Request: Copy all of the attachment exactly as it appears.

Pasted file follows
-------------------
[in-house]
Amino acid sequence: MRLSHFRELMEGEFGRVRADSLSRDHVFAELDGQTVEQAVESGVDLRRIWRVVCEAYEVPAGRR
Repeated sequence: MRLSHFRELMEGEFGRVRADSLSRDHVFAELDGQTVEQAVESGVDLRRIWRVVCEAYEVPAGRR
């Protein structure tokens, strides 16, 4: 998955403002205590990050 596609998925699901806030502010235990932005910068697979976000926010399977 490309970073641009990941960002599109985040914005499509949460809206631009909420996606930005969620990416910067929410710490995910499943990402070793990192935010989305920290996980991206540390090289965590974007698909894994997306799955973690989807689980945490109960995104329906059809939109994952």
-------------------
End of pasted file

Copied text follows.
[in-house]
Amino acid sequence: MRLSHFRELMEGEFGRVRADSLSRDHVFAELDGQTVEQAVESGVDLRRIWRVVCEAYEVPAGRR
Repeated sequence: MRLSHFRELMEGEFGRVRADSLSRDHVFAELDGQTVEQAVESGVDLRRIWRVVCEAYEVPAGRR
């Protein structure tokens, strides 16, 4: 998955403002205590990050 596609998925699901806030502010235990932005910068697979976000926010399977 490309970073641009990941960002599109985040914005499509949460809206631009909420996606930005969620990416910067929410710490995910499943990402070793990192935010989305920290996980991206540390090289965590974007698909894994997306799955973690989807689980945490109960995104329906059809939109994952």